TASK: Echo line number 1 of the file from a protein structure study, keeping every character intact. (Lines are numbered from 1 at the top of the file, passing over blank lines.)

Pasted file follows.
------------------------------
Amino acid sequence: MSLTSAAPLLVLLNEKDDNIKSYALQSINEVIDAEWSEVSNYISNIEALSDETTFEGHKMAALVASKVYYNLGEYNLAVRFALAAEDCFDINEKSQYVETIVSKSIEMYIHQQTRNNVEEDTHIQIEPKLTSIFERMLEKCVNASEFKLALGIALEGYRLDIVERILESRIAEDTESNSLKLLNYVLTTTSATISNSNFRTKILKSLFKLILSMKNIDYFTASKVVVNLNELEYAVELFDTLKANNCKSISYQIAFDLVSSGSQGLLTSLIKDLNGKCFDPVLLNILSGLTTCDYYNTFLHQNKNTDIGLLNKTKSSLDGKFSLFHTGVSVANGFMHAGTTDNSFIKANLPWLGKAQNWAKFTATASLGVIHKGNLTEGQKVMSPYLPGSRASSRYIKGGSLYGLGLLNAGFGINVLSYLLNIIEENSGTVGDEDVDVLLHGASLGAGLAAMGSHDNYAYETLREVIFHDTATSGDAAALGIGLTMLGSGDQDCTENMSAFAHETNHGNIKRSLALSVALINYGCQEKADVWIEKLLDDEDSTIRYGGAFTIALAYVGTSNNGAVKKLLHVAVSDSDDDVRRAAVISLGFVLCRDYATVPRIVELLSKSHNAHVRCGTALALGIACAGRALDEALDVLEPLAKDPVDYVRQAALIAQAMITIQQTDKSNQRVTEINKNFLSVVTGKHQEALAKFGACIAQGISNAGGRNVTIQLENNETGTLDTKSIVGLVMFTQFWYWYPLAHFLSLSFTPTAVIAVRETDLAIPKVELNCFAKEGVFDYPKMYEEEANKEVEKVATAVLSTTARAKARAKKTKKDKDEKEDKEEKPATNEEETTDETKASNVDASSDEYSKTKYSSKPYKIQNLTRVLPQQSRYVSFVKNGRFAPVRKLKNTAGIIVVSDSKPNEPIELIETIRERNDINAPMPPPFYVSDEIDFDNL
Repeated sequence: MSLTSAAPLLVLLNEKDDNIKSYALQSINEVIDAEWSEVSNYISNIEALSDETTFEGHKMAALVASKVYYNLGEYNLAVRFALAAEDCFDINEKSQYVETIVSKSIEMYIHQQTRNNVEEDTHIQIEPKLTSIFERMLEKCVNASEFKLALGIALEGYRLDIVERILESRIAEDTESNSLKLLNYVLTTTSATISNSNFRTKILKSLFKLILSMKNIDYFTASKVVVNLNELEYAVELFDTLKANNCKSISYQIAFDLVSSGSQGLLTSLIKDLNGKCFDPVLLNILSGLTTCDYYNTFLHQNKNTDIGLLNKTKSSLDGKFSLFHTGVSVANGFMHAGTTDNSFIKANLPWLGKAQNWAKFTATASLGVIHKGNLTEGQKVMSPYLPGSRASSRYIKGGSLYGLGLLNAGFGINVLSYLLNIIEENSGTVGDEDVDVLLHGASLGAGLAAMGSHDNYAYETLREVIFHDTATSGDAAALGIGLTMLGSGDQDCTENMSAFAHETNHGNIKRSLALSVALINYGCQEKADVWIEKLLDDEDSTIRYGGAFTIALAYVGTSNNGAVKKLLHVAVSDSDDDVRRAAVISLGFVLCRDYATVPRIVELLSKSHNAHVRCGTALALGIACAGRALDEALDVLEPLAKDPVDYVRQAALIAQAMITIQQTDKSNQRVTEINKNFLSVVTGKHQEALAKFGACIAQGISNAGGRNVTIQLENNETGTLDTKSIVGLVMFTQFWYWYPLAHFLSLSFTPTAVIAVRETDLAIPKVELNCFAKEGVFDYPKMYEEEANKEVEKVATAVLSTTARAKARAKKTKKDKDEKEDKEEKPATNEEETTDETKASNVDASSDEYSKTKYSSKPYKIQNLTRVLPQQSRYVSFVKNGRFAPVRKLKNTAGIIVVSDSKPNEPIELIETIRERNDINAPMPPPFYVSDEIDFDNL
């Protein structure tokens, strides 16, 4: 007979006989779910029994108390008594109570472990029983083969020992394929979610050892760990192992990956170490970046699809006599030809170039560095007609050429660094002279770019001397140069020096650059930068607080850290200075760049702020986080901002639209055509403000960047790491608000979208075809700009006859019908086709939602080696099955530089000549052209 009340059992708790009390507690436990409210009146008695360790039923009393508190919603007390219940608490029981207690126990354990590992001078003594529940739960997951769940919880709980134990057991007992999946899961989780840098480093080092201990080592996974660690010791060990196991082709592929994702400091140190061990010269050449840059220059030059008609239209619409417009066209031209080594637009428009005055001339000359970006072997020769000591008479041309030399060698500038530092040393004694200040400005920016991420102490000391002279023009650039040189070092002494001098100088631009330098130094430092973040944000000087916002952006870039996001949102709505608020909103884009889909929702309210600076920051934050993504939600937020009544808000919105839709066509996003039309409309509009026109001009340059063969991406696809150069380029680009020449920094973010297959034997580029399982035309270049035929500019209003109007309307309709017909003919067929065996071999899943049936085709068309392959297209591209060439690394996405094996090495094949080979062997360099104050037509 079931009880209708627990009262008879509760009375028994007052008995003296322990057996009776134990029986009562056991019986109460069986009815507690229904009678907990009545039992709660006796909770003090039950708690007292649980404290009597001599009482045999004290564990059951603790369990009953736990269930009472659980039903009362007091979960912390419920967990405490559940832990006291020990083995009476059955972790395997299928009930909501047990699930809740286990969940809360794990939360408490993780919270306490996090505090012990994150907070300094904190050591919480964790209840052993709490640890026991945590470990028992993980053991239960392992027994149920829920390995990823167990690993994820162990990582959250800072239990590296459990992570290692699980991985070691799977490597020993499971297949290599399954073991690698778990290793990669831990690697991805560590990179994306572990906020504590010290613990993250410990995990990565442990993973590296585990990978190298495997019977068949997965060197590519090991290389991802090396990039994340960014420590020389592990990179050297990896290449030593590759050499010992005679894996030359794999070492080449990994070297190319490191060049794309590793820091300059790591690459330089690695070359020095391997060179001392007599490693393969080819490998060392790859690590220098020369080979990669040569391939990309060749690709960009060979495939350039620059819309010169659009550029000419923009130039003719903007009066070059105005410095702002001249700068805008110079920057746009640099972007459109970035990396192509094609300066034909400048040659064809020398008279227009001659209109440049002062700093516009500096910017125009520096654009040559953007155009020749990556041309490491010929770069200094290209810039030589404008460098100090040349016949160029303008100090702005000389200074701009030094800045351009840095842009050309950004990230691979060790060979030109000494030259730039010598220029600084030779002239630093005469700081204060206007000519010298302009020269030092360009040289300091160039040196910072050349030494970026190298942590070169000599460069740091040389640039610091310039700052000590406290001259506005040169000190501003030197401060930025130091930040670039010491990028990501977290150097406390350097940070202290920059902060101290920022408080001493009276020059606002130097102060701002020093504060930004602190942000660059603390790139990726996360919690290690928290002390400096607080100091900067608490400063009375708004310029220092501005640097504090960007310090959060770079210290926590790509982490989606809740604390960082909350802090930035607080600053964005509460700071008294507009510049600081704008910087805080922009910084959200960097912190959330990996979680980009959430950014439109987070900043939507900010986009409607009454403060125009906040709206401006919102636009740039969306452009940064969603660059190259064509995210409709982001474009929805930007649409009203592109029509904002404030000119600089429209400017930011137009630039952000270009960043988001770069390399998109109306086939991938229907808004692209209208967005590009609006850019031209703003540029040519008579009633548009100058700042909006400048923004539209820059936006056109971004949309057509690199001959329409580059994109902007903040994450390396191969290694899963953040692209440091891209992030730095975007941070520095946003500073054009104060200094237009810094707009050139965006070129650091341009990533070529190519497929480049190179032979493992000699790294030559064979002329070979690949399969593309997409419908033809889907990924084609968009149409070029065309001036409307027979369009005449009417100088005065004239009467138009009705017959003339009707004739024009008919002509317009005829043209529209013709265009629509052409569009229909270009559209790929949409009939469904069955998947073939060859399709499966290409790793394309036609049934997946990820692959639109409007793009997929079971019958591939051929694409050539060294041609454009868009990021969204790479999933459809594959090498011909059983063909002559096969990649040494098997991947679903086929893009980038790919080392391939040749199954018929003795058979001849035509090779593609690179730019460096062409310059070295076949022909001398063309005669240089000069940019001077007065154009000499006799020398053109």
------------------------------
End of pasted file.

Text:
Amino acid sequence: MSLTSAAPLLVLLNEKDDNIKSYALQSINEVIDAEWSEVSNYISNIEALSDETTFEGHKMAALVASKVYYNLGEYNLAVRFALAAEDCFDINEKSQYVETIVSKSIEMYIHQQTRNNVEEDTHIQIEPKLTSIFERMLEKCVNASEFKLALGIALEGYRLDIVERILESRIAEDTESNSLKLLNYVLTTTSATISNSNFRTKILKSLFKLILSMKNIDYFTASKVVVNLNELEYAVELFDTLKANNCKSISYQIAFDLVSSGSQGLLTSLIKDLNGKCFDPVLLNILSGLTTCDYYNTFLHQNKNTDIGLLNKTKSSLDGKFSLFHTGVSVANGFMHAGTTDNSFIKANLPWLGKAQNWAKFTATASLGVIHKGNLTEGQKVMSPYLPGSRASSRYIKGGSLYGLGLLNAGFGINVLSYLLNIIEENSGTVGDEDVDVLLHGASLGAGLAAMGSHDNYAYETLREVIFHDTATSGDAAALGIGLTMLGSGDQDCTENMSAFAHETNHGNIKRSLALSVALINYGCQEKADVWIEKLLDDEDSTIRYGGAFTIALAYVGTSNNGAVKKLLHVAVSDSDDDVRRAAVISLGFVLCRDYATVPRIVELLSKSHNAHVRCGTALALGIACAGRALDEALDVLEPLAKDPVDYVRQAALIAQAMITIQQTDKSNQRVTEINKNFLSVVTGKHQEALAKFGACIAQGISNAGGRNVTIQLENNETGTLDTKSIVGLVMFTQFWYWYPLAHFLSLSFTPTAVIAVRETDLAIPKVELNCFAKEGVFDYPKMYEEEANKEVEKVATAVLSTTARAKARAKKTKKDKDEKEDKEEKPATNEEETTDETKASNVDASSDEYSKTKYSSKPYKIQNLTRVLPQQSRYVSFVKNGRFAPVRKLKNTAGIIVVSDSKPNEPIELIETIRERNDINAPMPPPFYVSDEIDFDNL